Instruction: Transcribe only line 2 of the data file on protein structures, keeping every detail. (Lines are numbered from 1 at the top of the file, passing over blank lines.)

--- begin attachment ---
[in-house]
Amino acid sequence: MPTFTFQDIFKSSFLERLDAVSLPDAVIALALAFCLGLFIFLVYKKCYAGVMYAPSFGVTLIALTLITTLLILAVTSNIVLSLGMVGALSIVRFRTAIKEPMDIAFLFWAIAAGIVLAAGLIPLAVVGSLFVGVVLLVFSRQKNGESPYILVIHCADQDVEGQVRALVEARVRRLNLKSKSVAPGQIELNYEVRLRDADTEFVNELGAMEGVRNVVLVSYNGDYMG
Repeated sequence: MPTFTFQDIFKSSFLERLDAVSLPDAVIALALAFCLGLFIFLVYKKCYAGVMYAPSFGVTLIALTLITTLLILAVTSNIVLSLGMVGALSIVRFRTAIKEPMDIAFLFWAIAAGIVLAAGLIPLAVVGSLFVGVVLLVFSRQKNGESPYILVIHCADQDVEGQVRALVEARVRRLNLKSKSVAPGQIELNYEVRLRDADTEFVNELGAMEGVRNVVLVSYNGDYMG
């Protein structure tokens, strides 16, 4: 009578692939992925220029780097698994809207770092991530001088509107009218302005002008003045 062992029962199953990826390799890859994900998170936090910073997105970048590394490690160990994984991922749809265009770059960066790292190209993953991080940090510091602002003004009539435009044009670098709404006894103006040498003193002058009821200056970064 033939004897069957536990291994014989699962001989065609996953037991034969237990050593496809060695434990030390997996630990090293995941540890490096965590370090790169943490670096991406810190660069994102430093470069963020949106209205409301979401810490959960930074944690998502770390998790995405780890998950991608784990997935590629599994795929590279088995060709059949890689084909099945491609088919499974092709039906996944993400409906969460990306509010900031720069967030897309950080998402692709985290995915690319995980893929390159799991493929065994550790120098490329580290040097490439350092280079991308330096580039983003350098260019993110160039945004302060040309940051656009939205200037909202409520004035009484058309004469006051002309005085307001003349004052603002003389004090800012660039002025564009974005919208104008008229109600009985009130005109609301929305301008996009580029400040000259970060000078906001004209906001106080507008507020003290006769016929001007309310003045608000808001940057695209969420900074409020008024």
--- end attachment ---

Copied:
Amino acid sequence: MPTFTFQDIFKSSFLERLDAVSLPDAVIALALAFCLGLFIFLVYKKCYAGVMYAPSFGVTLIALTLITTLLILAVTSNIVLSLGMVGALSIVRFRTAIKEPMDIAFLFWAIAAGIVLAAGLIPLAVVGSLFVGVVLLVFSRQKNGESPYILVIHCADQDVEGQVRALVEARVRRLNLKSKSVAPGQIELNYEVRLRDADTEFVNELGAMEGVRNVVLVSYNGDYMG